I have started to notice a vague correlation between my posting and the number of hits that I get. Which is enough to inspire me to post even my musings are not really sufficiently fleshed out for this forum.
And on the subject of inspiration...I have come to the conclusion that I don't really believe in spirituality. What does that mean? Not that I don't believe in holiness or closeness to G-d. Not that I don't believe in moments that make you feel all warm and inspired. Not even that such moments don't have their religious uses.
But here's the deal- I don't believe in this whole spiritualization of Judaism. I went to a speech on kabbala where the speaker was listing things that can be spiritual- singing, dancing, meditation- and mitzvot. Which treats spirituality as the goal and mitzvot as a helpful means of getting there. I don't believe that. Spirituality- by which I mean a feeling of closeness to G-d - is all very well and good, but that's not the point.
The point of human existance, according to Judaism, is to serve G-d, emulate, and become close to G-d by obeying His commandments. Zeh hu. Warm mushy-gushy feeling does not appear on the list. (I am not referring to kavana, which is part of the mitzva and involves the intellect- intention and awareness- rather than the emotions.)
Of course, a feeling of inspiration is often quite useful, given that humans aren't all that good at the self-discipline thing and often need emotions to inspire them towards the correct actions.
But the emotion there works as a means to an end. And of course, somebody who is genuinely close to G-d may have a feeling of being so and thus feel spiritual. However, the spiritual feeling is simply a symptom, side-benefit, or result of the genuine closeness.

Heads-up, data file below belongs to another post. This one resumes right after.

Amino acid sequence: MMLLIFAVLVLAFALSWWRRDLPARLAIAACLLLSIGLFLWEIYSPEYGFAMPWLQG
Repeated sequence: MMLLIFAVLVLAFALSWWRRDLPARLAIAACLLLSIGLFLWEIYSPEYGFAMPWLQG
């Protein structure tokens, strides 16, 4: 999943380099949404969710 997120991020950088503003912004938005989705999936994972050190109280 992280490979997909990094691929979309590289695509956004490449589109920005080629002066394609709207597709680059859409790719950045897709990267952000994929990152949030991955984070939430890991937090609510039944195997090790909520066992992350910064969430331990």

What's the nafka mina? If Person A goes and climbs a mountain and communes with the stars and recites poetry and gets the biggest spiritual high in the world and Person B spends six hours making food packages for needy families or checking a mountain of lettuce for bugs or building a sukkah and feels nothing, Person B has acquired more holiness. Now, if Person A's communion then inspires them to do useful things, then he can get as much or more holiness as Person B. And of course, it would be nice if Person B felt close to G-d, because 1) it will make it more likely that she will do these good things in the future, because humans crave that sense of closeness and 2) because her actions really are meritorious and a proper understanding of the world would involve being aware of that fact and it's good to understand the world properly.
BUT the spiritual high itself means nothing. It's not holiness, it's not sacredness, it sure as heck isn't righteousness. It's an emotional massage. It's a feel-good pill of warm fuzzies, whether it comes from your lovely mountaintop, or a Kabbalat Shabbat with songs and dances, or a group meditation. Sure, it feels nice. Sure, it makes you feel holy. But that's not the point. Your feelings- they may be totally off-base, they may be an accurate representation of reality, they may be a useful tool for gauging growth- but they're not the point.